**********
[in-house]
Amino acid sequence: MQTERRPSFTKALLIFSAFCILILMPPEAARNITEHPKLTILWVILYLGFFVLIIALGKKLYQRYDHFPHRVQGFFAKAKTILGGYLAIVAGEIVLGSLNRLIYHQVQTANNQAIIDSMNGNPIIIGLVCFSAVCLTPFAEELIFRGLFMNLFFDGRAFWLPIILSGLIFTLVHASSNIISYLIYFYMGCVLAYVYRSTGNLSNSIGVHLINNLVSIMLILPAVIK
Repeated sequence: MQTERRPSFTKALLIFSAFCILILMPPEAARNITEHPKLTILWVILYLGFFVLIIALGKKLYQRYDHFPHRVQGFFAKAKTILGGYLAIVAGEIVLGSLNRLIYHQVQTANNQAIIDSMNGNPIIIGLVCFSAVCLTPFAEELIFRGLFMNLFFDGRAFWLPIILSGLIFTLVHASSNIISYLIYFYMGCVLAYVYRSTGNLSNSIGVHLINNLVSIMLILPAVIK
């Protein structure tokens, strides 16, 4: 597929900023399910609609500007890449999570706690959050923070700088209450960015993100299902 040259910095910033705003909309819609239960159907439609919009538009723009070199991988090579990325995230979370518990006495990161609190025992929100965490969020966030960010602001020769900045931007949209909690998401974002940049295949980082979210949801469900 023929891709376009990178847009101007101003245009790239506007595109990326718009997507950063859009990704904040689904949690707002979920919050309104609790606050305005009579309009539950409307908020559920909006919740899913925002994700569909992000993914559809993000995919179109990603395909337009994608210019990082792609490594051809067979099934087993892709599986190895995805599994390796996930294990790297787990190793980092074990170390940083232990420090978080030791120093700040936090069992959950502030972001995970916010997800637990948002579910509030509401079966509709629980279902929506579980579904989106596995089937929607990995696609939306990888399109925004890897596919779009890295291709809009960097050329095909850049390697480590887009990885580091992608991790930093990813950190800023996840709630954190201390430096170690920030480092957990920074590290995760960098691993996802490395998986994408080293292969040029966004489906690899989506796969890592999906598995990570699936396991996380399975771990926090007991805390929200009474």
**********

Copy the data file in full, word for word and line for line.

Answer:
[in-house]
Amino acid sequence: MQTERRPSFTKALLIFSAFCILILMPPEAARNITEHPKLTILWVILYLGFFVLIIALGKKLYQRYDHFPHRVQGFFAKAKTILGGYLAIVAGEIVLGSLNRLIYHQVQTANNQAIIDSMNGNPIIIGLVCFSAVCLTPFAEELIFRGLFMNLFFDGRAFWLPIILSGLIFTLVHASSNIISYLIYFYMGCVLAYVYRSTGNLSNSIGVHLINNLVSIMLILPAVIK
Repeated sequence: MQTERRPSFTKALLIFSAFCILILMPPEAARNITEHPKLTILWVILYLGFFVLIIALGKKLYQRYDHFPHRVQGFFAKAKTILGGYLAIVAGEIVLGSLNRLIYHQVQTANNQAIIDSMNGNPIIIGLVCFSAVCLTPFAEELIFRGLFMNLFFDGRAFWLPIILSGLIFTLVHASSNIISYLIYFYMGCVLAYVYRSTGNLSNSIGVHLINNLVSIMLILPAVIK
């Protein structure tokens, strides 16, 4: 597929900023399910609609500007890449999570706690959050923070700088209450960015993100299902 040259910095910033705003909309819609239960159907439609919009538009723009070199991988090579990325995230979370518990006495990161609190025992929100965490969020966030960010602001020769900045931007949209909690998401974002940049295949980082979210949801469900 023929891709376009990178847009101007101003245009790239506007595109990326718009997507950063859009990704904040689904949690707002979920919050309104609790606050305005009579309009539950409307908020559920909006919740899913925002994700569909992000993914559809993000995919179109990603395909337009994608210019990082792609490594051809067979099934087993892709599986190895995805599994390796996930294990790297787990190793980092074990170390940083232990420090978080030791120093700040936090069992959950502030972001995970916010997800637990948002579910509030509401079966509709629980279902929506579980579904989106596995089937929607990995696609939306990888399109925004890897596919779009890295291709809009960097050329095909850049390697480590887009990885580091992608991790930093990813950190800023996840709630954190201390430096170690920030480092957990920074590290995760960098691993996802490395998986994408080293292969040029966004489906690899989506796969890592999906598995990570699936396991996380399975771990926090007991805390929200009474």